Frank Auerbach (German, born 1931) Head of E.O.W. III 31.7 x 30.5 cm. (12 1/2 x 12 in.)
Lot 127AR
Frank Auerbach (German, born 1931) Head of E.O.W. III 31.7 x 30.5 cm. (12 1/2 x 12 in.)
Sold for £860,000 (US$ 1,445,505) inc. premium
Auction Details
Lot Details
Frank Auerbach (German, born 1931)
Head of E.O.W. III
oil on board
31.7 x 30.5 cm. (12 1/2 x 12 in.)
Painted in 1961

Footnotes

  • PROVENANCE:
    With Beaux Arts Gallery, London, February - March 1962 (probably as no.3), where purchased by the present owner's parents
    Thence by descent

    EXHIBITED:
    London, Hayward Gallery, Arts Council of Great Britain, Frank Auerbach, 4 May - 2 July 1978, no.35: this exhibition travelled to Edinburgh, Fruit Market Gallery, 15 July - 12 August 1978

    LITERATURE:
    William Feaver, Frank Auerbach, Rizzoli, New York, 2009, no.106, p.249 (col.ill.)

    The relationship between the artist and sitter in the present painting was deep rooted and intimate. It can be traced back to 1948, when Auerbach was still a teenager. Estella West, known throughout Auerbach's oeuvre as E.O.W, rented her basement flat out in Earl's Court Road to the young artist. During the immediate period after World War II and prior to Auerbach establishing himself fully as a painter, he was involved with the left-wing Unity Theatre. A product of the Worker's Theatre Movement it was formed in the East End of London to challenge, among other things, Nazism in Germany. It was here Both Estella and Auerbach appeared in Frank Marcus's production of Peter Ustinov's House of Regrets, but they only met formally at an after show party. Although Estella was considerably older, in her early thirties at the time and widowed with three children, once Auerbach moved in as a lodger they soon became lovers.

    William Feaver comments, 'Their relationship was to last over twenty five years and involve more than seventy paintings, in the titles of which she is identified as E.O.W. She thought him "a beautiful, mature young man; he had a kitchen chair and he'd be kneeling, painting on his knees. I used to think, why am I doing this [sitting for him] with three children and a demanding job? I just loved him.' (William Feaver, Frank Auerbach, Rizzoli, New York, 2009, p.9).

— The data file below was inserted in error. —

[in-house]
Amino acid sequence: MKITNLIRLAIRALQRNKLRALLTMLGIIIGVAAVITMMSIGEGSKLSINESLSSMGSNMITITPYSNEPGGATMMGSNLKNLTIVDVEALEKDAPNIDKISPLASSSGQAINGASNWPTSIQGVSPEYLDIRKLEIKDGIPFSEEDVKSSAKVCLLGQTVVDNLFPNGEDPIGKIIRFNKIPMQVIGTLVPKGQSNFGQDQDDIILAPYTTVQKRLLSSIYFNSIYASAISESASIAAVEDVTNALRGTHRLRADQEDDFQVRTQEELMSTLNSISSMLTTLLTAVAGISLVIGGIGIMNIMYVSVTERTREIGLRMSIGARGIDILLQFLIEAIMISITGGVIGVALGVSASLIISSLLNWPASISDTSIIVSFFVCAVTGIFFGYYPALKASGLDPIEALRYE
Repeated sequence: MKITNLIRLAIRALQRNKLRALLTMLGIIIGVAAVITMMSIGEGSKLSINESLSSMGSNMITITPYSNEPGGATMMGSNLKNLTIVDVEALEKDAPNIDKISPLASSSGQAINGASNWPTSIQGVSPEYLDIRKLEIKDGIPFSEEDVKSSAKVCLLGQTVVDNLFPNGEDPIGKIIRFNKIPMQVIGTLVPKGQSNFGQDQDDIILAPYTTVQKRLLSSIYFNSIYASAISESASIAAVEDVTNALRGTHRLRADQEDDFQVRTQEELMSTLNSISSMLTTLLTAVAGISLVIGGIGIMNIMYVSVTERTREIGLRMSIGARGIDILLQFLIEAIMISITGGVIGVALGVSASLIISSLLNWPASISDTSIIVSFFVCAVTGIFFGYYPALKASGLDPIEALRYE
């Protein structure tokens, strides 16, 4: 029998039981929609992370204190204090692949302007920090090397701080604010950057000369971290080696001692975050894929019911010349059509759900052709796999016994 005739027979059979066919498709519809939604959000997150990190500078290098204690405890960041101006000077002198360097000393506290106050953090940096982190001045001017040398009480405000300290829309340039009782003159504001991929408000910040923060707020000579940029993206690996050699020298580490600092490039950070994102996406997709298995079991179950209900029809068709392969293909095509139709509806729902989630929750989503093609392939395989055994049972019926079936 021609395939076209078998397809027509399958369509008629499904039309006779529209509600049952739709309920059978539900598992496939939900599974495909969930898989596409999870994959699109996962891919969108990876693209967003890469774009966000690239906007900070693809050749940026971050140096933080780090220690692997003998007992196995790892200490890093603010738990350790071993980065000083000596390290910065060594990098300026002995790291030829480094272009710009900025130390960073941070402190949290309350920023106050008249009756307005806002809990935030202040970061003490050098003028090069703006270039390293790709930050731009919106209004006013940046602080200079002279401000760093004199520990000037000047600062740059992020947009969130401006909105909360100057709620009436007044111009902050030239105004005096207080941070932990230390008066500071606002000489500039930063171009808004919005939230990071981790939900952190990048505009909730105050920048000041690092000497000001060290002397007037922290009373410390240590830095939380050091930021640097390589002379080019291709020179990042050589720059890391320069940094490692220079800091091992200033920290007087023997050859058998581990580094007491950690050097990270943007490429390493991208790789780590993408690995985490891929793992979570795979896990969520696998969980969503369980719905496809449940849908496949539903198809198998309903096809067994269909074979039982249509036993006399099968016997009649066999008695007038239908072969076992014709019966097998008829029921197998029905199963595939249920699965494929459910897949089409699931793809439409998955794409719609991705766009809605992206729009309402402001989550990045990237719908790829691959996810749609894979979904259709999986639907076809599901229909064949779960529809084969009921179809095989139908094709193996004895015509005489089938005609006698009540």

At the time Head of E.O.W III was painted and, owing to financial restrictions, his works of the early 1960s were predominantly monochrome, often using a palette in keeping with the present lot: whites, greys and black. This painting was amongst the group of works shown at the Beaux Arts Gallery in 1962 which were begun in colour and ended up in monochrome (Catherine Lampert, Auerbach and his Sitters, Frank Auerbach, Royal Academy, London, 2001, p.25). The sitter is usually positioned off centre, invariably to the right, and the paint surface of the faces is built up layer upon layer to such an extent that they take on a sculptural quality quite separate to the flatter backgrounds. The formal structure of Head of E.O.W III, such as the distinctive angular outlines of the head and body most striking in the bold white zigzag of pigment used to denote the sitter's hair, was similar to that employed by the Abstract Expressionist Willem de Kooning (1904-1997) in his work dating from the 1950s.

    As Robert Hughes states, 'In sum, Auerbach found himself admiring in de Kooning what he admired in Soutine – the sort of draughtsmanship which is deeply painted, bathes shapes in air and carries the eye around the back of the form, rather than leaving it with the contours and colour of a flat patch. If any American artist of the 50s seemed to Auerbach to have matched the terms of Bomberg's 'spirit in the mass', that person was de Kooning. The example of Abstract Expressionist gesture did not wreak a sudden change in Auerbach's work, as it did in other English painters like Peter Lanyon and Alan Davie at the end of the 50s, boosting them out of their Cubist framework. Instead it was slowly and cautiously absorbed, slowed down by the thickness of Auerbach's surface, which it energized in terms of vectors pushed through the paint – directional brushstrokes which wiped aside the clutter of pentimenti under the paint-skin.' (Robert Hughes, Frank Auerbach, Thames and Hudson, London, 1990, pp.149-150).

    We are grateful to Catherine Lampert for her assistance in cataloguing this lot.
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